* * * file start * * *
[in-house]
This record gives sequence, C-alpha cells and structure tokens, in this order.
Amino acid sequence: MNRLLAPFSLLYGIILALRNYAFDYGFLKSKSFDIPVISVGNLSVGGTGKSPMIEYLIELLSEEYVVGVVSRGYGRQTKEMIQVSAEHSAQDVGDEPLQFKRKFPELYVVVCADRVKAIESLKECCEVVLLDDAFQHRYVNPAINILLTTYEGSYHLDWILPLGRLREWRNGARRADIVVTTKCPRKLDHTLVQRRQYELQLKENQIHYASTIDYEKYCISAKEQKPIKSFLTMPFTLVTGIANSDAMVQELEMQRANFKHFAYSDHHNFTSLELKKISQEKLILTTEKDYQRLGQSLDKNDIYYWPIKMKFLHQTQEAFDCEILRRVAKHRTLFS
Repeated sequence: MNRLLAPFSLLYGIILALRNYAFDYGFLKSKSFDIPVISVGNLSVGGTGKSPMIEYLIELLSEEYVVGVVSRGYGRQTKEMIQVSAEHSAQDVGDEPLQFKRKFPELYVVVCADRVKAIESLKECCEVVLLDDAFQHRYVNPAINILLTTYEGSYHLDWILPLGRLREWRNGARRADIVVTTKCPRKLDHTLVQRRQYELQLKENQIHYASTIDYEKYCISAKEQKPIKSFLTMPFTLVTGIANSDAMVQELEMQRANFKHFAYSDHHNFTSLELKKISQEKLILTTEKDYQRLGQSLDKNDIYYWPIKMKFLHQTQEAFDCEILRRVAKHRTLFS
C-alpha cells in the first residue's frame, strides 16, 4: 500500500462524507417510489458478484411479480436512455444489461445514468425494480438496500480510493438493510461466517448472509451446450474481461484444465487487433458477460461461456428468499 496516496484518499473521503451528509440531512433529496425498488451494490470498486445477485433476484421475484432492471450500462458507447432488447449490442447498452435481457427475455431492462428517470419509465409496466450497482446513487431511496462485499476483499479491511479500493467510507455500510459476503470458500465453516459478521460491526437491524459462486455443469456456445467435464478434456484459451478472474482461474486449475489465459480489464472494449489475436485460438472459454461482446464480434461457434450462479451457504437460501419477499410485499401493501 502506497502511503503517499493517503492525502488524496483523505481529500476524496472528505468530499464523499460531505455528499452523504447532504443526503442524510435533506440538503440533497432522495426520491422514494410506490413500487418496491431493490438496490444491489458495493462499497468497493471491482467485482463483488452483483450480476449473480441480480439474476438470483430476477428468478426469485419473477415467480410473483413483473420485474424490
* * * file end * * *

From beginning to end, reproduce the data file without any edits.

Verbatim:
[in-house]
This record gives sequence, C-alpha cells and structure tokens, in this order.
Amino acid sequence: MNRLLAPFSLLYGIILALRNYAFDYGFLKSKSFDIPVISVGNLSVGGTGKSPMIEYLIELLSEEYVVGVVSRGYGRQTKEMIQVSAEHSAQDVGDEPLQFKRKFPELYVVVCADRVKAIESLKECCEVVLLDDAFQHRYVNPAINILLTTYEGSYHLDWILPLGRLREWRNGARRADIVVTTKCPRKLDHTLVQRRQYELQLKENQIHYASTIDYEKYCISAKEQKPIKSFLTMPFTLVTGIANSDAMVQELEMQRANFKHFAYSDHHNFTSLELKKISQEKLILTTEKDYQRLGQSLDKNDIYYWPIKMKFLHQTQEAFDCEILRRVAKHRTLFS
Repeated sequence: MNRLLAPFSLLYGIILALRNYAFDYGFLKSKSFDIPVISVGNLSVGGTGKSPMIEYLIELLSEEYVVGVVSRGYGRQTKEMIQVSAEHSAQDVGDEPLQFKRKFPELYVVVCADRVKAIESLKECCEVVLLDDAFQHRYVNPAINILLTTYEGSYHLDWILPLGRLREWRNGARRADIVVTTKCPRKLDHTLVQRRQYELQLKENQIHYASTIDYEKYCISAKEQKPIKSFLTMPFTLVTGIANSDAMVQELEMQRANFKHFAYSDHHNFTSLELKKISQEKLILTTEKDYQRLGQSLDKNDIYYWPIKMKFLHQTQEAFDCEILRRVAKHRTLFS
C-alpha cells in the first residue's frame, strides 16, 4: 500500500462524507417510489458478484411479480436512455444489461445514468425494480438496500480510493438493510461466517448472509451446450474481461484444465487487433458477460461461456428468499 496516496484518499473521503451528509440531512433529496425498488451494490470498486445477485433476484421475484432492471450500462458507447432488447449490442447498452435481457427475455431492462428517470419509465409496466450497482446513487431511496462485499476483499479491511479500493467510507455500510459476503470458500465453516459478521460491526437491524459462486455443469456456445467435464478434456484459451478472474482461474486449475489465459480489464472494449489475436485460438472459454461482446464480434461457434450462479451457504437460501419477499410485499401493501 502506497502511503503517499493517503492525502488524496483523505481529500476524496472528505468530499464523499460531505455528499452523504447532504443526503442524510435533506440538503440533497432522495426520491422514494410506490413500487418496491431493490438496490444491489458495493462499497468497493471491482467485482463483488452483483450480476449473480441480480439474476438470483430476477428468478426469485419473477415467480410473483413483473420485474424490